How will a foreign travel traffic light system work?
A traffic light system categorising countries based on their Covid-19 risk levels forms part of potential plans for the return of foreign holidays.
The measure is among the recommendations of a report from the government's Global Travel Taskforce which outlines how international travel could resume from May 17.
What is the traffic light system?
The taskforce said that people arriving home from abroad would still be subject to rules such as home quarantine and strict testing, but these will be differently applied depending on the country visited:
Green destinations - Arrivals will have to take a pre-departure test and another PCR test on or before day two of their return to the UK. No quarantine or additional tests will be needed unless a positive result comes back.
Amber destinations - Arrivals must quarantine for 10 days, take a pre-departure test and a PCR test on day two and day eight after their return, with the option of a "test to release" on day five to end self-isolation early.
Red destinations - Travel to these countries will be restricted along the same lines as the government's current "red list", meaning returning travellers must stay for 10 days in a quarantine hotel, as well as take a pre-departure test and a further PCR test on day two and day eight after returning.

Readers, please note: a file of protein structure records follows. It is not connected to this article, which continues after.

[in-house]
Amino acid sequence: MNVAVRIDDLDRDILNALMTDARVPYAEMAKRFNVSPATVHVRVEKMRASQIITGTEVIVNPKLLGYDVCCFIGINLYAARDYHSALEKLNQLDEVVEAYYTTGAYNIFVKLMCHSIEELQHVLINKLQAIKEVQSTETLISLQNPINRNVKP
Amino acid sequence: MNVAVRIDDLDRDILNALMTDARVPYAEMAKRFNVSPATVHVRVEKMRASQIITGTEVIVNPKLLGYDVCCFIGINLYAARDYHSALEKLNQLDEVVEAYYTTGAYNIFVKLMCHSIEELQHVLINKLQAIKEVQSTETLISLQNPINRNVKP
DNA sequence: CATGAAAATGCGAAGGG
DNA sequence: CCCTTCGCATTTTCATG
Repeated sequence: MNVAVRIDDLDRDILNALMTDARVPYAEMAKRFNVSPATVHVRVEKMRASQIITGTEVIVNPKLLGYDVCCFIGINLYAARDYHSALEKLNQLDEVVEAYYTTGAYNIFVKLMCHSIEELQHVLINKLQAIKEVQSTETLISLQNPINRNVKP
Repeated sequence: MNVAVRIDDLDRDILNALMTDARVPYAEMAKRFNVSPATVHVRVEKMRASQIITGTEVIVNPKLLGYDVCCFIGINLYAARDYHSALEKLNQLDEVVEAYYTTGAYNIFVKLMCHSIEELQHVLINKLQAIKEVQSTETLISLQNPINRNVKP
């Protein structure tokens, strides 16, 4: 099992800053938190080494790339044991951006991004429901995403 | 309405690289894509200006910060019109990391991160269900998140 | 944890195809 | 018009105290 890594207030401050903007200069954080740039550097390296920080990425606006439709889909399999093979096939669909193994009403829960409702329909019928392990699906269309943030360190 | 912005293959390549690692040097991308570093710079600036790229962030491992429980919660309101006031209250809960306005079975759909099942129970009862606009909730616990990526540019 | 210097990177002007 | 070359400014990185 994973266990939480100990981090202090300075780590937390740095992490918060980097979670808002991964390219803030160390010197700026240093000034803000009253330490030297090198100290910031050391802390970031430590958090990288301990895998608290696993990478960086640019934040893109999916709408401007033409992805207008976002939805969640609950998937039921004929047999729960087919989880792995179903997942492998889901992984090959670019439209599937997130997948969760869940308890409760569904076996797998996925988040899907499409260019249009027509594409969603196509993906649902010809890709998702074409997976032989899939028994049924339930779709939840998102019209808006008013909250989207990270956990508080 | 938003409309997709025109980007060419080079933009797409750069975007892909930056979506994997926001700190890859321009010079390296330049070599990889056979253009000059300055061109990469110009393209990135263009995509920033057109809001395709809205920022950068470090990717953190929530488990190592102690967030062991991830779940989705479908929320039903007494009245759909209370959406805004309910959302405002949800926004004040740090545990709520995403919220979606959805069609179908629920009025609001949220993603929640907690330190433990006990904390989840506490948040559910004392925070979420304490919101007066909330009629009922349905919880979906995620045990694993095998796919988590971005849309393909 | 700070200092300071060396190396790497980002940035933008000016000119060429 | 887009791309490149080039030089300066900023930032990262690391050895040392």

How will this affect travellers' plans?
Under the traffic light system, arrivals from red countries will need to book a "quarantine package" before departing on their travels.
Those coming back from amber or green destinations will also be required to book "test packages" from a government list of providers before travelling.
The government plans to work with the travel industry and private testing providers to reduce the cost of foreign travel.
This could include free pre-departure tests and cheaper tests when holidaymakers return.
Are vaccine passports involved at all?
The government did not make a specific reference to "vaccine passports" in its latest announcement.
It said the UK will play a leading role "in the development of international standards around a digital travel certification system".
Work is ongoing within government to "consider the role certification could play in facilitating outbound travel, for those countries which have systems in place" as well as to develop "a system that would facilitate travel certification for inbound international travel".
The concept of a vaccine passport would see travellers being required to show proof of receiving a Covid-19 jab to facilitate foreign travel.
Boris Johnson has previously indicated that vaccine proof will be likely for those wanting to travel internationally.
Which countries are going to be green, amber or red?
The government said it will set out by "early May" which countries will fall into which category, with it currently being "too early to predict" how destinations will be listed over the summer.
It will also confirm whether international travel can resume from May 17.
Can countries move between these categories?
The allocation of countries' categories will be kept under review and will respond to "emerging evidence", with a particular focus on variants of concern, the government said.
To help travellers plan ahead, a "green watchlist" will be set up to flag which countries are most at risk of moving into the amber category.
But the government warned that it would not hesitate to "act immediately" if data showed a destination's risk rating had changed.